Gargoyles was Thomas Bernhard’s first novel and, in its bleak portrait of the human condition, closely resembles the work of Albert Camus, Franz Kafka, and Jean-Paul Sartre. In particular, Bernhard’s style is reminiscent of that of Kafka, whose settings were often the eternally depressing present of places, recognizable yet unfamiliar. Similar to the settings of these three authors, Bernhard’s landscapes are spare and gloomy, with the darkness originating from within the characters rather than emanating from the landscape itself. The tone of the fiction is one of menace, a menace that never fully manifests itself. The reader cannot identify this menace and, therefore, fails to deal with it satisfactorily; thus Bernhard increases the tension. He depicts a world whose barren landscape and lonely people are more horrifying because he demands that the reader see beyond a character’s immediate plight to the horror within, to the terror stemming from alienation, madness, and isolation—a spiritual condition explicitly identified in the novel’s German title, which means “derangement.”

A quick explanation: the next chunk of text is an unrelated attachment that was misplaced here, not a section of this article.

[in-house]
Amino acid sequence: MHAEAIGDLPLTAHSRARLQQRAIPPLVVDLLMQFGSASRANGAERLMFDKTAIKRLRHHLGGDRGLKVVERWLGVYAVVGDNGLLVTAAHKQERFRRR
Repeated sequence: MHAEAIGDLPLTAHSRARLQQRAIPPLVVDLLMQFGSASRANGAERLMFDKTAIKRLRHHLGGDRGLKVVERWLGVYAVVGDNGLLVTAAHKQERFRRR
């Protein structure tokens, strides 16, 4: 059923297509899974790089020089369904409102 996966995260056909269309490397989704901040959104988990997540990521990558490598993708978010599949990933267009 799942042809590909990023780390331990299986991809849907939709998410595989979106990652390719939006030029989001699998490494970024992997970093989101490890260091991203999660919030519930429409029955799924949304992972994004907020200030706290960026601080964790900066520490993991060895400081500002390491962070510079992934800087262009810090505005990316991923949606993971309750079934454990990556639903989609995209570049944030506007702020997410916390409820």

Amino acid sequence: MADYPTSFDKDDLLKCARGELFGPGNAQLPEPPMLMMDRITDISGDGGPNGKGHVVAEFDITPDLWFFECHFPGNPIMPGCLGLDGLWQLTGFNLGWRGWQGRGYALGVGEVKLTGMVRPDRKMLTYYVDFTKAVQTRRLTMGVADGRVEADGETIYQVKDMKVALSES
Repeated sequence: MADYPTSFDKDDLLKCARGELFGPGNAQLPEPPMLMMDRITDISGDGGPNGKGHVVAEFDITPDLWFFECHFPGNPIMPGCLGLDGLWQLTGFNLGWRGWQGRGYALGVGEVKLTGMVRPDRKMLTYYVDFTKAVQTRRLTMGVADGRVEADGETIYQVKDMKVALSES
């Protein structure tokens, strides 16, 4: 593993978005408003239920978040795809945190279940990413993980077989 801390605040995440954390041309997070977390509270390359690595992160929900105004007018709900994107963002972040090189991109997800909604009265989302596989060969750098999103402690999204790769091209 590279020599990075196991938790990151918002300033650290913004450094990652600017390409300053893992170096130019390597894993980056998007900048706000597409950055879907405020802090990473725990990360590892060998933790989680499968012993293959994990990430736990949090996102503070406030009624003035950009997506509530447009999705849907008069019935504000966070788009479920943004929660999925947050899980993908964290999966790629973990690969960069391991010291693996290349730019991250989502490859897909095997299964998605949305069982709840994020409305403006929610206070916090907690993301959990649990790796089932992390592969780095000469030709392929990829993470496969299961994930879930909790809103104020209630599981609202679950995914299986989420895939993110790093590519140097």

While Gargoyles introduced the themes that have continued to obsess Bernhard throughout his career, this novel differs noticeably from his later works. The episodes prior to the encounter with Prince Saurau are darkly grotesque, yet they remain within the boundaries of conventional narrative, and the prince’s extended monologue is framed by the narrator’s comments (though in fact the prince has the last word). Bernhard’s later novels, in contrast, are monologues unbounded by any narrative frame; from the first sentence, one is in the grip of a relentless voice.